3. Any special educational needs of the child
  4. The age of the child
  5. The legal responsibility of the parents for support of others
  6. The value of services contributed by either parent
  7. Any public assistance paid to support the child
  8. Any expense reasonably related to the mother’s pregnancy and confinement
  9. The cost of transportation of the child to and from visitation if the custodial parent moved with the child from the jurisdiction of the court which ordered the support and the noncustodial parent remained
  10. The amount of time the child spends with each parent
  11. Any other necessary expenses for the benefit of the child
  12. The relative income of both parents
Although the statutory presumptions and adjustment factors still apply in joint custody cases, the determination of child support is different.

Monday, January 2, 2012

What questions should I ask a family law lawyer during my initial consultation?

  1. How long have you been practicing? Please note that some great attorneys have only been practicing 5 years.
  2. What fields other than family law do you practice? It is important to hire an attorney that practices frequently in family law. If they practice in several fields, family law may not be there primary practice which could impact their ability to achieve success. Review their website for truthfulness.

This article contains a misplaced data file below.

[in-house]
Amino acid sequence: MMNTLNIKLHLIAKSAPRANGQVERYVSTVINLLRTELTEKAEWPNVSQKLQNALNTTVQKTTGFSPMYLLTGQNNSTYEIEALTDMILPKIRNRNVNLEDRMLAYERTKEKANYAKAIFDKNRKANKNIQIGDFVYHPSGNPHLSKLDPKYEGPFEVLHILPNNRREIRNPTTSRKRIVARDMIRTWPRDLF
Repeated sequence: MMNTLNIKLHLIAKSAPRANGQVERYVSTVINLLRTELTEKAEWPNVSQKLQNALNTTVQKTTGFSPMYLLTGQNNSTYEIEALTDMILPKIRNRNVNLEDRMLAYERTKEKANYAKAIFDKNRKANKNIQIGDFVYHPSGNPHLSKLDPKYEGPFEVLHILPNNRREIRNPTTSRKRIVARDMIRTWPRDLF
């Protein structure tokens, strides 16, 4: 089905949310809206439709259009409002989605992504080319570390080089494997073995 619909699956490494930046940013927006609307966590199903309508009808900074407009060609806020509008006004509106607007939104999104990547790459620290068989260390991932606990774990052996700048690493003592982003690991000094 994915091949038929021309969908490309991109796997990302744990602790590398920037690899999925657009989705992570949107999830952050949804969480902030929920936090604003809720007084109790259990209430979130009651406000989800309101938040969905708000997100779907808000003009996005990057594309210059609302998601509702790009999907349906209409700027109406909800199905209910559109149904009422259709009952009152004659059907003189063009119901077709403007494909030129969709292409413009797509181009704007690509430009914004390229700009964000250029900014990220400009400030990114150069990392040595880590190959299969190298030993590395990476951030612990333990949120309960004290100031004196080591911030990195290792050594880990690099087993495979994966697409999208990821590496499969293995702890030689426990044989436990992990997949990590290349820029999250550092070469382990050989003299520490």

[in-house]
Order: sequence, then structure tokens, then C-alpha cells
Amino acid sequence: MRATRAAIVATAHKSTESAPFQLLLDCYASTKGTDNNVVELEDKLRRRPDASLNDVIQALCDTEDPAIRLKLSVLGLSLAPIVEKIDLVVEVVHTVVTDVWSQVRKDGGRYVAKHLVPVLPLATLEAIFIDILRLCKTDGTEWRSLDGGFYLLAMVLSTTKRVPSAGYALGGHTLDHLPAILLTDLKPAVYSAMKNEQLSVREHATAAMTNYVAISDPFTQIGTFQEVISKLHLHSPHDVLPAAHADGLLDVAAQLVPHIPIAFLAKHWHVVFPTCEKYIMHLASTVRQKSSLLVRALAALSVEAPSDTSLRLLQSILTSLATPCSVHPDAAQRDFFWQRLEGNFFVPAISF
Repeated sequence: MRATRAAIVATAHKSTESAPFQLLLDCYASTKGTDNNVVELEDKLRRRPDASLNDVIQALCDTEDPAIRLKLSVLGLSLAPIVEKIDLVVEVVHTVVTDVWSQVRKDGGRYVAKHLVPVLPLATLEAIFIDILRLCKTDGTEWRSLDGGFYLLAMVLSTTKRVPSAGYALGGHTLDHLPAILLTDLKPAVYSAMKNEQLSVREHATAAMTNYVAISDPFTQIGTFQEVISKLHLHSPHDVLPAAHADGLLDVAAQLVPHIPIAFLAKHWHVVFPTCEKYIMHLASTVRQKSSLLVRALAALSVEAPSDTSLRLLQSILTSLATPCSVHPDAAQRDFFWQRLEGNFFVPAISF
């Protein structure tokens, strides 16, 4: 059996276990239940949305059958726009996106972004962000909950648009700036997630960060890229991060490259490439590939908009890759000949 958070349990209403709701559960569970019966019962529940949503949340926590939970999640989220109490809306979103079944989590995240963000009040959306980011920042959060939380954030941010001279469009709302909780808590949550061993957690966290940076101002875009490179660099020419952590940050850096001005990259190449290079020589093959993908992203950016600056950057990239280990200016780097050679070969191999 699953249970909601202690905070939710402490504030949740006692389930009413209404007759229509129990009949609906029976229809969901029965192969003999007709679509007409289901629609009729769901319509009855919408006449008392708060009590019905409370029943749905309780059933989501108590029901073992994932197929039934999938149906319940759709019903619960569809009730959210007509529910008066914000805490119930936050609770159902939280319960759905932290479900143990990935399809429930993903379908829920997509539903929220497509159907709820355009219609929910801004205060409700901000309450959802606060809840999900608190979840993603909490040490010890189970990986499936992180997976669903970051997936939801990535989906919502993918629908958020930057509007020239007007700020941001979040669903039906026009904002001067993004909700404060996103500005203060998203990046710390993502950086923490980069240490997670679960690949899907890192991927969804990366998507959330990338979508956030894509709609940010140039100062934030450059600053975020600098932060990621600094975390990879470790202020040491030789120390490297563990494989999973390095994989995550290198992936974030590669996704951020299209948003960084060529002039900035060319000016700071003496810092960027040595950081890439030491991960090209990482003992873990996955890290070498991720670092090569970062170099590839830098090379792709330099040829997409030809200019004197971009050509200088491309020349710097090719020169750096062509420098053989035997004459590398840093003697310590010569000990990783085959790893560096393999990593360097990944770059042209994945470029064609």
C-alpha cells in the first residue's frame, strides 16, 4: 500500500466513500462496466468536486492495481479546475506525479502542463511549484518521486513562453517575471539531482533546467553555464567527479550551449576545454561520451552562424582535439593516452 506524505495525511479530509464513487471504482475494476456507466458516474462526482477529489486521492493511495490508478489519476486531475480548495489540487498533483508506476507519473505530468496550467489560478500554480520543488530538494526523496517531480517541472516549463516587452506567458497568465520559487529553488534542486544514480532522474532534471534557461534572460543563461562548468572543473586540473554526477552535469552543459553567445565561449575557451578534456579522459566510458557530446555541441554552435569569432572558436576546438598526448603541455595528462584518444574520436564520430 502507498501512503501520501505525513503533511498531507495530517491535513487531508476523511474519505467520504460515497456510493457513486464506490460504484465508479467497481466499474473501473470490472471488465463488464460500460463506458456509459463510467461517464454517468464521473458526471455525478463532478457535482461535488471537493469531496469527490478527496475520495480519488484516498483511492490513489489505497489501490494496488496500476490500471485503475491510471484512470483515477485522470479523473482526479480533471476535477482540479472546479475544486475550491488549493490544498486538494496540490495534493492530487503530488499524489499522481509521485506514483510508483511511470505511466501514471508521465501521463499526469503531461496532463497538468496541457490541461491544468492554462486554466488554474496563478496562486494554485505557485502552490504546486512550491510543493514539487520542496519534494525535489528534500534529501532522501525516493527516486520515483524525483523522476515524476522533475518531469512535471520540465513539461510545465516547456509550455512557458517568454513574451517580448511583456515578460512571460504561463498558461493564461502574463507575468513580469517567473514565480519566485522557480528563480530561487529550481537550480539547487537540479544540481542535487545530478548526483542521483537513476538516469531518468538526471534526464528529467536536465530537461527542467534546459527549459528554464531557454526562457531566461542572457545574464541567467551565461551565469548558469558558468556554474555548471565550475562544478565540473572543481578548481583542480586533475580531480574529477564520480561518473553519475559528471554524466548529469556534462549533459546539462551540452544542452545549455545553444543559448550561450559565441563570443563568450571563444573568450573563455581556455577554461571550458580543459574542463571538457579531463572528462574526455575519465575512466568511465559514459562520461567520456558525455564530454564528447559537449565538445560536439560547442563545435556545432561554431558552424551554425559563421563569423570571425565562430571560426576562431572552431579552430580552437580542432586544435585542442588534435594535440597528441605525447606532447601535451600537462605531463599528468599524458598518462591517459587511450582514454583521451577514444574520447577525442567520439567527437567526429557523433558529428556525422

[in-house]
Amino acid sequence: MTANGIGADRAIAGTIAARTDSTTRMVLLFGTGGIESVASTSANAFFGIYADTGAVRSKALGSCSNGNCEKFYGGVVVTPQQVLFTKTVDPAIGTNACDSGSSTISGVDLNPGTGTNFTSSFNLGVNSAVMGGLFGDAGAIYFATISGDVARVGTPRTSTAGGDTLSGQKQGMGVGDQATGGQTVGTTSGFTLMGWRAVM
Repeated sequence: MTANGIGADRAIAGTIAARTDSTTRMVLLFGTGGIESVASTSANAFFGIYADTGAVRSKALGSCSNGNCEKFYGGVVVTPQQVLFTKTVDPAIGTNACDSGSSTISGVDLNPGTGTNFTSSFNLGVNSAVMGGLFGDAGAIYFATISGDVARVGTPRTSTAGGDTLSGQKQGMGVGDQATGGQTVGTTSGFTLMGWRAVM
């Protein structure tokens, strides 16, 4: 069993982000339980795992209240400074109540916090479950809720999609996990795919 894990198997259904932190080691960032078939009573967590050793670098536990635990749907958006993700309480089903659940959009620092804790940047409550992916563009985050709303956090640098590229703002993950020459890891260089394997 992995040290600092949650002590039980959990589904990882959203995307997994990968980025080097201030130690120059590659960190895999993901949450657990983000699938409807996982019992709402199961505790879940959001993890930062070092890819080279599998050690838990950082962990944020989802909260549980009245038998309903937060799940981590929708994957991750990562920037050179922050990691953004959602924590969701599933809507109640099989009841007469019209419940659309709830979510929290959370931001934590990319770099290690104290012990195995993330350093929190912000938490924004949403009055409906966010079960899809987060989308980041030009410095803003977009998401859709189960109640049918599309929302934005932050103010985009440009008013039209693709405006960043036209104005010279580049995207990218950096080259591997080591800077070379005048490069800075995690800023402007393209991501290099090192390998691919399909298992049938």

3. If you already have a judge, ask the lawyer their opinion of the judge. If you do not already have an attorney, ask which judges you want or do not want on your case. This will provide you with insight on how familiar the attorney is with the judges and family court in general.
  4. Ask the attorney the negative and positives of your case. If the attorney guarantees your win….RUN! If the attorney is not honest with your negatives, they are not likely being truthful.
  5. The amount of the retainer and their hourly charge and the hourly rate of their paralegal, or legal assistant.
  6. Will they be handling the case themselves or will another attorney in the office be handling the case.
  7. If your spouse has hired another attorney, ask the potential attorney their experiences with that attorney. Believe it or not, attorneys that get along may benefit your case as they can hopefully work together to settle the case or reduce the cost of attorney fees rather than having squabbling between the attorneys.
Obviously there are several more questions specifically related to your case that you will need to ask as these are just a few questions that may assist you in choosing the best attorney for your case. Meet with at least three attorneys and compare the answers.